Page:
Leicester lockdown map: What restrictions are being lifted, and when is the next review?

Leicester became the first city in Britain to be placed in a local lockdown on June 29, after public health officials voiced concern at the city’s alarming rise in Covid-19 cases. 

Earlier this month, the Government announced that parts of the city would be released from lockdown, while a “targeted” approach will see pockets remain under tighter restrictions. 

Here’s everything you need to know about the lockdown in Leicester. 

What restrictions are being lifted?

Under current government guidelines, restrictions will be lifted for the Borough of Oadby and Wigston from Aug 3.

Residents in these areas will return to national social distancing guidelines, with the exception of clinically ill and vulnerable individuals who have been advised to keep shielding.

Starting from Aug  3, a large number of public spaces will reopen within Leicester City including: restaurants, bars,  places of worship, libraries, community centres and outdoor playgrounds and gyms. 

Earlier this month, the Health Secretary Matt Hancock announced that schools and nurseries could reopen from July 24. 

What areas are included in Leicester’s lockdown?

On Tuesday 30 June, the official map of the lockdown boundaries was released with areas such as Birstall, Beaumont Leys, Glenfield and South Wigston all included.

Under the current guidelines, restrictions apply to residents within the Borough of Oadby and Wigston and Leicester City, meanwhile restrictions were eased on July 18, within Charnwood and Blaby District. 

What are the current rules?

Residents within the affected areas can meet up to six people outside of their household, providing that 2-metre social distancing rules are observed. 

However, individuals are not allowed to stay overnight in another household that is not in their support bubble or meet with individuals within a private garden. 

Single-adult households (those who live alone or with dependent children only) can still form a support bubble with one other household.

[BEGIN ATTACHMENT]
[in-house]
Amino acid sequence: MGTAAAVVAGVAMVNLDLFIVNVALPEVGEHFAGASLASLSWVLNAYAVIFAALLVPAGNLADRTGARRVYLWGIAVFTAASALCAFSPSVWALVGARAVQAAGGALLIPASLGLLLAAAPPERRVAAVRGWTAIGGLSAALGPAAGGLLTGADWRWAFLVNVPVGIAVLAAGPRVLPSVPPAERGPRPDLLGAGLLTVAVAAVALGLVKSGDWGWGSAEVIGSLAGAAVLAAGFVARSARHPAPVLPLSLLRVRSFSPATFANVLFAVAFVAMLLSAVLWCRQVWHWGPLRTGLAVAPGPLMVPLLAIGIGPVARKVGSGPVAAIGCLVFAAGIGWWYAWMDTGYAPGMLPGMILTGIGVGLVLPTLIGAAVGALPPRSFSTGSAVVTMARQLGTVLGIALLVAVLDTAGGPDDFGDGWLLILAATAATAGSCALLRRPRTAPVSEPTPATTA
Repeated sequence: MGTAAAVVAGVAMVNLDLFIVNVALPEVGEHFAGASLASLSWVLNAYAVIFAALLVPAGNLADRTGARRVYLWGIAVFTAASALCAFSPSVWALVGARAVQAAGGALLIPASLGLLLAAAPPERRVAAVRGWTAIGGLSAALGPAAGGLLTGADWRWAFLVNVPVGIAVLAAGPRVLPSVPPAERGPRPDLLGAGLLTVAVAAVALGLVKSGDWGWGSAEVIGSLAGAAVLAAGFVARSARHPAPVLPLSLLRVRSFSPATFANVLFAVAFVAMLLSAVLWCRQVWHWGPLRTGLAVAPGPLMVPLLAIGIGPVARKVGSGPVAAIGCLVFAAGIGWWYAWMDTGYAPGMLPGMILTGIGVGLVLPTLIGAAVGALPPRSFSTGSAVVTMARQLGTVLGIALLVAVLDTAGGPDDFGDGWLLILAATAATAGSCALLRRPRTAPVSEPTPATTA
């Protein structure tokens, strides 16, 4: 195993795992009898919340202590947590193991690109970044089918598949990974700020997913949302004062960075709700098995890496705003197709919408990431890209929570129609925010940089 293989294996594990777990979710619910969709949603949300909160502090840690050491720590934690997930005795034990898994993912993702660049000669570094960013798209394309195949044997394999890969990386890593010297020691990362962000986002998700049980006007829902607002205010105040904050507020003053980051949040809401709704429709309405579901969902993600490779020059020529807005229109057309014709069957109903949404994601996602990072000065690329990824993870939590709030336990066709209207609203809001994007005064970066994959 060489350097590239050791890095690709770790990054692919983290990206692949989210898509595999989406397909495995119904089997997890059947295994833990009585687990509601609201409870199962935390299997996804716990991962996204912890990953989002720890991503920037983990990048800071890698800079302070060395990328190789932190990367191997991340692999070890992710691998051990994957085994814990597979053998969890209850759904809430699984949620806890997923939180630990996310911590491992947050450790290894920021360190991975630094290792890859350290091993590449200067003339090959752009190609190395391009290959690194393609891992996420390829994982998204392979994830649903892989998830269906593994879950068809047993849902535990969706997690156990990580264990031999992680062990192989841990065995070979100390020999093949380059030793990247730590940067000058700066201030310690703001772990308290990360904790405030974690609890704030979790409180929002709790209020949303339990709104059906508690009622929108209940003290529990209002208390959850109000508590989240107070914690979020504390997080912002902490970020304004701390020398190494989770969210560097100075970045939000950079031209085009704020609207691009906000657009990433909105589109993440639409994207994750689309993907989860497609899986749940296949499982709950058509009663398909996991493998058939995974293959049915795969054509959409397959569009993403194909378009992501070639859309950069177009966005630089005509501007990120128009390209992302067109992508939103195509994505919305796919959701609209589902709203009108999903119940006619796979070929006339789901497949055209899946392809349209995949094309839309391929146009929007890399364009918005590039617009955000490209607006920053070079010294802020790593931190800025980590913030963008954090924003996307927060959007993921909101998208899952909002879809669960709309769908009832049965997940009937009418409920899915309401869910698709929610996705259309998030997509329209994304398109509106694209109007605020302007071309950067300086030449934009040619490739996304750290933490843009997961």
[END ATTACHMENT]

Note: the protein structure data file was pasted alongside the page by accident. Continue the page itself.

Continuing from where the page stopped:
Leisure centres, gyms and pools must remain closed within the area, while retail were reopened on 24 July.

Why was Leicester subject to a local lockdown?

In June, health officials in Leicester reported an increasing number of infections within the city. 

In the two weeks leading up to June 23, for example, Leicester City Council reported 944 positive coronavirus tests.

A few days later, Matt Hancock revealed the city’s seven-day infection rate was “three times higher than the next highest city”, and in the week before the city accounted for 10 per cent of all positive Covid-19 cases throughout the country. 

The Health Secretary said that targeted action at hot spots such as schools and workplaces, had failed to reduce the number of infections and as a result “broader measures” such as a localised lockdown were needed. 

When will the lockdown be reviewed?

The Health Secretary Matt Hancock confirmed in a tweet on Thursday July 30 that new restrictions preventing two households from meeting indoors that were imposed in parts of Northern England would continue to apply to the city of Leicester.

1/4 We’re constantly looking at the latest data on the spread of coronavirus, and unfortunately we’ve seen an increasing rate of transmission in parts of Northern England.

— Matt Hancock (@MattHancock) July 30, 2020

However, he did not clarify whether pubs, restaurants and hairdressers would be allowed to reopen after they were ordered to close on June 29 after a spike in Covid-19 infections in the city.

The next official review is scheduled to take place on Aug 13. 

What other changes will be implemented throughout the city? 

Mr Hancock announced that extra testing facilities – including increased home testing kits and a walk-in test centre – will be made available to residents. 

Meanwhile the city will be given “extra funding” to improve public health messaging within Leicester. 

What about local lockdowns in other areas?

Northern England

On the evening of July 30, Boris Johnson ordered swathes of the north of England back into partial lockdown in a bid to stop a second wave of coronavirus. 

As many as four million people in Greater Manchester, east Lancashire and parts of West Yorkshire are now banned from holding meetings indoors involving people from different households.

The decision comes after Public Health England data showed coronavirus cases reaching worrying levels across the region.

In the past week, there have been 69 cases per 100,000 in Blackburn with Darwen, which has now surpassed Leicester, where the infection rate has fallen to 50 cases per 100,000.

Effective from Friday, the new restrictions extend to Greater Manchester, Blackburn with Darwen, Burnley, Hyndburn, Pendleton, Rossendale, Bradford, Kirklees and Calderdale.

Under the new rules, two households are no longer permitted to meet at home or in a private garden, except where they have formed a support bubble.

Pubs and restaurants will remain open, but two households will no longer be allowed to mix indoors. 

The restriction extends to cafes, shops, places of worship, community centres, leisure and entertainment venues.